1952

Rowland held academic posts at Princeton University (1952–56) and at the University of Kansas (1956–64) before becoming a professor of chemistry at the University of California, Irvine, in 1964. At Irvine in the early 1970s he began working with Mario J. Molina. Rowland was elected to the National Academy of Sciences in 1978 and served as a President of American Association for the Advancement of Science (AAAS) in 1993. His best-known work was the discovery that chlorofluorocarbons contribute to ozone depletion. Rowland theorized that man made organic compound gases combine with solar radiation and decompose in the stratosphere, releasing atoms of chlorine and chlorine monoxide that are individually able to destroy large numbers of ozone molecules. It was obvious that Frank had a good idea of what was occurring at higher altitudes when he stated "...I knew that such a molecule could not remain inert in the atmosphere forever, if only because solar photochemistry at high altitudes would break it down". Rowland's research, first published in Nature magazine in 1974, initiated a scientific investigation of the Problem. In 1978, a first ban on CFC-based aerosols in spray cans was issued in the United States. The actual production did however not stop and was soon on the old levels. It took till the 1980s to allow for a global regulation policy.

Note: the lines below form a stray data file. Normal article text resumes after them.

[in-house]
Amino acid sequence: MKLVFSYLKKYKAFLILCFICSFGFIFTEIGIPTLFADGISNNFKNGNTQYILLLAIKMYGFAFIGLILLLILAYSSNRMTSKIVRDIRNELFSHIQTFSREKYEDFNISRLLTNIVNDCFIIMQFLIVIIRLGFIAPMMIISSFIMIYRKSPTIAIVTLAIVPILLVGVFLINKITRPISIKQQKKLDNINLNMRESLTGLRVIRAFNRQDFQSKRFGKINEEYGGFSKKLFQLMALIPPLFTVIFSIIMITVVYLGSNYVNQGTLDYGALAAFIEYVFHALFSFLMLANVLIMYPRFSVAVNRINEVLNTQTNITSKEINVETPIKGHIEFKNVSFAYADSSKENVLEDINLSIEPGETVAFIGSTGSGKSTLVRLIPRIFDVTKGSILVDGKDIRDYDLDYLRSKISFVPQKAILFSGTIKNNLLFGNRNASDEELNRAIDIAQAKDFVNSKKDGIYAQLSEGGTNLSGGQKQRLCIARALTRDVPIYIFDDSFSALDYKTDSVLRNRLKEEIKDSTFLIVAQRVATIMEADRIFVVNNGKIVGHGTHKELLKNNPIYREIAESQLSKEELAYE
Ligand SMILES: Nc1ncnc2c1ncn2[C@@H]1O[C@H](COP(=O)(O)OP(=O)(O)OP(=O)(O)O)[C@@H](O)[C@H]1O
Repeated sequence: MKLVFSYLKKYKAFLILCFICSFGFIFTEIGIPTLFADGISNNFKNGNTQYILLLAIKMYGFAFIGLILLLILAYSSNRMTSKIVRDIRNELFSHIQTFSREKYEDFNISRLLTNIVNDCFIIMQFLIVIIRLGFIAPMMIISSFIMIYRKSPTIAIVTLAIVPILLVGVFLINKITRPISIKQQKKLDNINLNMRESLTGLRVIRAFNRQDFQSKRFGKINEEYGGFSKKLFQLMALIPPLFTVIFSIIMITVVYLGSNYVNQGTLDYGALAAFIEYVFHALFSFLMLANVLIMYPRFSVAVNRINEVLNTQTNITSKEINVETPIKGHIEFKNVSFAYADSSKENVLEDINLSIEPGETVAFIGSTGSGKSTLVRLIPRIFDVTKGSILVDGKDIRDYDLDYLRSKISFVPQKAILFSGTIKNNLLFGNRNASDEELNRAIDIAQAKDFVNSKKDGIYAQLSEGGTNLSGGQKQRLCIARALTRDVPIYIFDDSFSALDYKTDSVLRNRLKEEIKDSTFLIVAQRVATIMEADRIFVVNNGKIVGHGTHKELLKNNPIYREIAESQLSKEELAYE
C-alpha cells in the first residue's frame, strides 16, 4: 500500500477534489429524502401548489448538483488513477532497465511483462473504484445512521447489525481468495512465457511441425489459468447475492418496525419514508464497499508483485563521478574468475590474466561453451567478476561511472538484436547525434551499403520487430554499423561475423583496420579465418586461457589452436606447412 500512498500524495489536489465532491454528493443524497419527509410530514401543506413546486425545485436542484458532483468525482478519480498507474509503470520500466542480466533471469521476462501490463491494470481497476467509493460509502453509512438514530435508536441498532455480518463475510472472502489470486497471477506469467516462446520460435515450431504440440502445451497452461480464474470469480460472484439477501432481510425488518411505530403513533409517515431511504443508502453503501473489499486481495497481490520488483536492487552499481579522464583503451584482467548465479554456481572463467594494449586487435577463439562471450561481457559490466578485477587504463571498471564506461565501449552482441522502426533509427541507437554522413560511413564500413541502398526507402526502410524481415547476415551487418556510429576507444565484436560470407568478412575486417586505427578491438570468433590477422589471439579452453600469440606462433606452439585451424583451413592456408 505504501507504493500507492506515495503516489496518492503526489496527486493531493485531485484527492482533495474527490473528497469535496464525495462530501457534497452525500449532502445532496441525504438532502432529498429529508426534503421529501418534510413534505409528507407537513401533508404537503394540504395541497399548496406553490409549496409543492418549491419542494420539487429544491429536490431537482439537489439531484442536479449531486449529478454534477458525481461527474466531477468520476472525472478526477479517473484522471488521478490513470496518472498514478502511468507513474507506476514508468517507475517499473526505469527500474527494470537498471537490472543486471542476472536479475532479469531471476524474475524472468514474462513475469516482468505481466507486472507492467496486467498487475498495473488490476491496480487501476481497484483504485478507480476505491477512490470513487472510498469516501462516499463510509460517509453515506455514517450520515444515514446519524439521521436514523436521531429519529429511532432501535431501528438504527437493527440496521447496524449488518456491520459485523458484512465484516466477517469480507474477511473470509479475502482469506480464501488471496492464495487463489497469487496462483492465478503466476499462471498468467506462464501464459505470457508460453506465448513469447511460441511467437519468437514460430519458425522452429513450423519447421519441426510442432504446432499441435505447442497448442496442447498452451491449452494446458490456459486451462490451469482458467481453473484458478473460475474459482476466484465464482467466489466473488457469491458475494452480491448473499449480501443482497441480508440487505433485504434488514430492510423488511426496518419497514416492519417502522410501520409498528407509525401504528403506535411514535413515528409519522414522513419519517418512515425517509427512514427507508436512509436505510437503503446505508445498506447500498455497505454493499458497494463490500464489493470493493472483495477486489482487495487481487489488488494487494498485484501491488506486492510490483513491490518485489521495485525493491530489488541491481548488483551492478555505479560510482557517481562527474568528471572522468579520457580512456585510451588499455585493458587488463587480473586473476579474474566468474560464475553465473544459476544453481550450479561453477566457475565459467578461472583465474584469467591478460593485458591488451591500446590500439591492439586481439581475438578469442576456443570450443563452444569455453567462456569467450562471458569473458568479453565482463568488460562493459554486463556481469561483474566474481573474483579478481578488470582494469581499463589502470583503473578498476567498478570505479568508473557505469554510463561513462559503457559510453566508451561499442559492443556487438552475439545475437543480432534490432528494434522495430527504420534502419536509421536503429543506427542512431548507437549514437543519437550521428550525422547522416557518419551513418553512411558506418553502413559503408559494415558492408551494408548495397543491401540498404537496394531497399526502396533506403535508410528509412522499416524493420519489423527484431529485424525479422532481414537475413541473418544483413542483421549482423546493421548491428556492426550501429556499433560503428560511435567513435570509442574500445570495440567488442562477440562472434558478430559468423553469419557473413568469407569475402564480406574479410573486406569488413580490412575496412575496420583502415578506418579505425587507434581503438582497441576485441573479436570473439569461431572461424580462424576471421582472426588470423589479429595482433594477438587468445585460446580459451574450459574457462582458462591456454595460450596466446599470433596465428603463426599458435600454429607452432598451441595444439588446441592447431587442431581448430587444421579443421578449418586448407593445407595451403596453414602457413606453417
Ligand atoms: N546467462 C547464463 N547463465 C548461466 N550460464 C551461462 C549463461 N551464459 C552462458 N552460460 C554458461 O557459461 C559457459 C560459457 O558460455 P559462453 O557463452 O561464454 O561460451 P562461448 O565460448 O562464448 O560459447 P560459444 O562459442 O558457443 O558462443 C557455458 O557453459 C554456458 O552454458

1980

Rowland performed many measurements of the atmosphere. One experiment included collecting air samples at various cities and locations around the globe to determine CCl3F North-South mixing. By measuring the concentrations at different latitudes, Rowland was able to see that CCl3F was mixing between hemispheres quite rapidly. The same measurement was repeated 8 years later and the results showed a steady increase in CCl3F concentrations. Rowland's work also showed how the density of the ozone layer varied by season increasing in November and decreasing until April where it levels out for the summer only to increase in November. Data gained throughout successive years showed that although the pattern was consistent, the overall ozone levels were dropping. Rowland and his colleagues interacted both with the public and the political side and suggested various solutions, which allowd to step wise reduce the CFC impact. CFC emissions were regulated first within Canada, the United States, Sweden and Norway. In the 1980s, the Vienna Agreement and the Montreal Protocol allowed for global regulation.

2012

Frank Rowland was the Father of art Historian Ingrid Rowland, and Jeff Rowland. He had two granddaughters. After suffering from a short bout of ill health, Rowland died on March 10, 2012, of complications from Parkinson's disease. Upon hearing the news, renowned Chemist and good friend Mario J. Molina stated: "Sherry was a prime influence throughout my career and had inspired me and many others to walk in the Shadow of his greatness".